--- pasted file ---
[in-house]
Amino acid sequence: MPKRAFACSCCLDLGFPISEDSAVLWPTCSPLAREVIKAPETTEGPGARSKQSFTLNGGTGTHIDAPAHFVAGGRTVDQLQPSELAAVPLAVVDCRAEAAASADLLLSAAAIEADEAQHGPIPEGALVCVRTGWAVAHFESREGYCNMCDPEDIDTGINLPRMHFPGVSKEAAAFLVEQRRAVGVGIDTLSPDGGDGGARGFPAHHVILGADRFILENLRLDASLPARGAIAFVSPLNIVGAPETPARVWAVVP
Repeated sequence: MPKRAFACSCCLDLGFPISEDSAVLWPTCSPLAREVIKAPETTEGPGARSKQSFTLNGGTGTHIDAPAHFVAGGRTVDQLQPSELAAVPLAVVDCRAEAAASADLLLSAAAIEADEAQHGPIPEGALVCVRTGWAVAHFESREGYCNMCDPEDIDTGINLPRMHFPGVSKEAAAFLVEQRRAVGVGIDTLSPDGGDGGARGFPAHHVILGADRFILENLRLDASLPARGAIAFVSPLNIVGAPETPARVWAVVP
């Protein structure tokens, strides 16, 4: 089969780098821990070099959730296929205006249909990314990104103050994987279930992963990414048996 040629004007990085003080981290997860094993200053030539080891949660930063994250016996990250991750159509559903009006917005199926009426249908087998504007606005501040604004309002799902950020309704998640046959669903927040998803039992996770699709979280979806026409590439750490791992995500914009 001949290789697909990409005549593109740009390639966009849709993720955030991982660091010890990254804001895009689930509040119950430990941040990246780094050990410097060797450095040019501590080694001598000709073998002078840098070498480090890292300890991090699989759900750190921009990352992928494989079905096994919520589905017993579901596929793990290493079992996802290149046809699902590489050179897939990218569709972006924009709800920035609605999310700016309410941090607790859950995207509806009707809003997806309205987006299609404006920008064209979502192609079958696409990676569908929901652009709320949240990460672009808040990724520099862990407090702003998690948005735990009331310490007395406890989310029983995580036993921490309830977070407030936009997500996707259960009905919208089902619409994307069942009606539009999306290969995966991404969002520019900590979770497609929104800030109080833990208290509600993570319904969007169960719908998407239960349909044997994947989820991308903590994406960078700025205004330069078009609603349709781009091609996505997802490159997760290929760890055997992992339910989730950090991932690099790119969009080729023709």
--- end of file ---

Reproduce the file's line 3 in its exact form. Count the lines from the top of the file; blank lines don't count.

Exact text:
Repeated sequence: MPKRAFACSCCLDLGFPISEDSAVLWPTCSPLAREVIKAPETTEGPGARSKQSFTLNGGTGTHIDAPAHFVAGGRTVDQLQPSELAAVPLAVVDCRAEAAASADLLLSAAAIEADEAQHGPIPEGALVCVRTGWAVAHFESREGYCNMCDPEDIDTGINLPRMHFPGVSKEAAAFLVEQRRAVGVGIDTLSPDGGDGGARGFPAHHVILGADRFILENLRLDASLPARGAIAFVSPLNIVGAPETPARVWAVVP